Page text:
|Publication number||US4835532 A|
|Application number||US 07/175,638|
|Publication date||May 30, 1989|
|Filing date||Mar 29, 1988|
|Priority date||Jul 30, 1982|
|Publication number||07175638, 175638, US 4835532 A, US 4835532A, US-A-4835532, US4835532 A, US4835532A|
|Inventors||Karl M. Fant|
|Original Assignee||Honeywell Inc.|
|Export Citation||BiBTeX, EndNote, RefMan|
|Patent Citations (14), Non-Patent Citations (8), Referenced by (160), Classifications (10), Legal Events (7)|
|External Links: USPTO, USPTO Assignment, Espacenet|
This application is a continuation of applicaiton Ser. No. 788,652, filed Oct. 14, 1985, which is a continuation of application Ser. No. 403,391, filed July 30, 1982, both now abandoned.
1. Field of the Invention
The invention relates generally to a computer controlled imaging system and, more particularly, to a digital image processing system which has the ability to compose and construct a sequential stream of scenes for a display from a library of images with sufficient processing speed to permit real-time or near real time analysis of the images by a human operator or a hardware/software equivalent thereof.
One example of the many possible applications of such a system relates to the field of vehicle simulation such as aircraft flight simulation. In such a system a visual subsystem within the aircraft flight simulation system receives flight data from a flight simulation computer and terrain data from a defined or "gaming area" data base. A data processing system: within the visual simulation system organizes the flight data and terrain data to produce a simulated visual display as it would appear to an observer in the cockpit of the aircraft.
The visual system of a vehicle simulator which may be, for example, a helicopter simulator, involves a "window view of the simulated surroundings" and controls for guiding the "vehicle" in any desired direction relative to such surroundings. The term "window view" of the system herein is a display, normally in video form, of a simulated environment which corresponds to a terrain covering a large area which may be on the order of 25 to 100 square miles, for example. The simulated environment is referred to herein as a defined area or gaming area.
The operation of the controls of the vehicle guides the vehicle in, around and through the gaming area and it is the system response to the vehicle controls which determines what is seen in the window, that is, the video display. What is seen in the "window" is referred to as the field of view or FOV.
2. DESCRIPTION OF THE PRIOR ART
One system in the prior art known as "Computer Generated Imagery" (CGI) system utilizes a computer system to generate video displayable imagery from a data base. In the CGI system objects and surfaces for constructing video displayable scene are derived from purely mathematical models stored in the form of points which define the limits of the objects and surfaces.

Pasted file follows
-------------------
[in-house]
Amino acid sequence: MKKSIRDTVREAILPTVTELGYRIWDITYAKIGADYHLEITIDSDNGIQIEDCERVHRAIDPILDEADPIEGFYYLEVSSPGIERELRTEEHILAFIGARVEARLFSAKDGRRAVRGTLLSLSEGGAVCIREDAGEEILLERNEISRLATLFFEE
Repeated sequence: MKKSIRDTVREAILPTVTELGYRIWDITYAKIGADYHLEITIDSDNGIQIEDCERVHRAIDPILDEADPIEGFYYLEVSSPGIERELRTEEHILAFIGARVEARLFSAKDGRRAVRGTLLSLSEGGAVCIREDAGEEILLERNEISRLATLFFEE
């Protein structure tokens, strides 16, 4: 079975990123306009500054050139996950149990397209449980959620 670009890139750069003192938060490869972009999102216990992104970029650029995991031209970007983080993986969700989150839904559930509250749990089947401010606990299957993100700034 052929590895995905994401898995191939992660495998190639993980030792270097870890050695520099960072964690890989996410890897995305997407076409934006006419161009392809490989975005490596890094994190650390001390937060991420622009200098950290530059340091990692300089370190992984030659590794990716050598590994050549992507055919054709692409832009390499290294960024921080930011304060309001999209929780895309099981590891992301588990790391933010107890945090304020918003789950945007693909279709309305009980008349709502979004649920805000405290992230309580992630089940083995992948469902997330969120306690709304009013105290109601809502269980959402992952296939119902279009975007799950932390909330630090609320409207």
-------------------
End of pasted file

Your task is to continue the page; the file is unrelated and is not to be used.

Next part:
The strength of CGI is in its surface representation. A real or artificial surface can be measured to get elevations at specified joints, usually at intersections of a uniform grid. The surface can be reconstructed in a computer by connecting sample elevations. In addition to realistic surface representation, CGI offers control over the placement of objects on the surface. Since the data of elevations is usually provided with a uniform grid, the placement of other objects can be specified on this same grid. Typical objects such as trees, rocks, shrubs, houses and roads can all have their positions defined in the data base grid system.
Correct illumination and perspective are also major contributions from CGI. Correct illumination is achieved by finding the surface normal for each pixel displayed. This normal is used along with line-of-sight and the normal from the illumination source, plus an ambient intensity and haze factors, to compute an intensity for a pixel. Correct perspective is achieved because the distance from the observation point to each surface point is known. This distance is a significant variable in the perspective transformation.
A weakness of CGI is lack of realism. Although an object can be accurately positioned, correctly illuminated and displayed in correct perspective, the object itself cannot be realistically presented. The current state of the art in CGI object presentation is such that objects appear overly cartoonish. Some scene elements, such as barren terrain, sand and clouds can be represented more realistically than highly structured objects like trees and grass or detailed man-made objects. Such detailed objects simply lack realism.
Another imaging system is conveniently referred to as "Computer Synthesized Imagers" or CSI. The CSI technology also generates images such as, for example video displayable images, from a data base but the objects and surfaces stored in its data base are represented as real-world electromagnetic media images of objects and surfaces rather than mathematical models thereof as in CGI.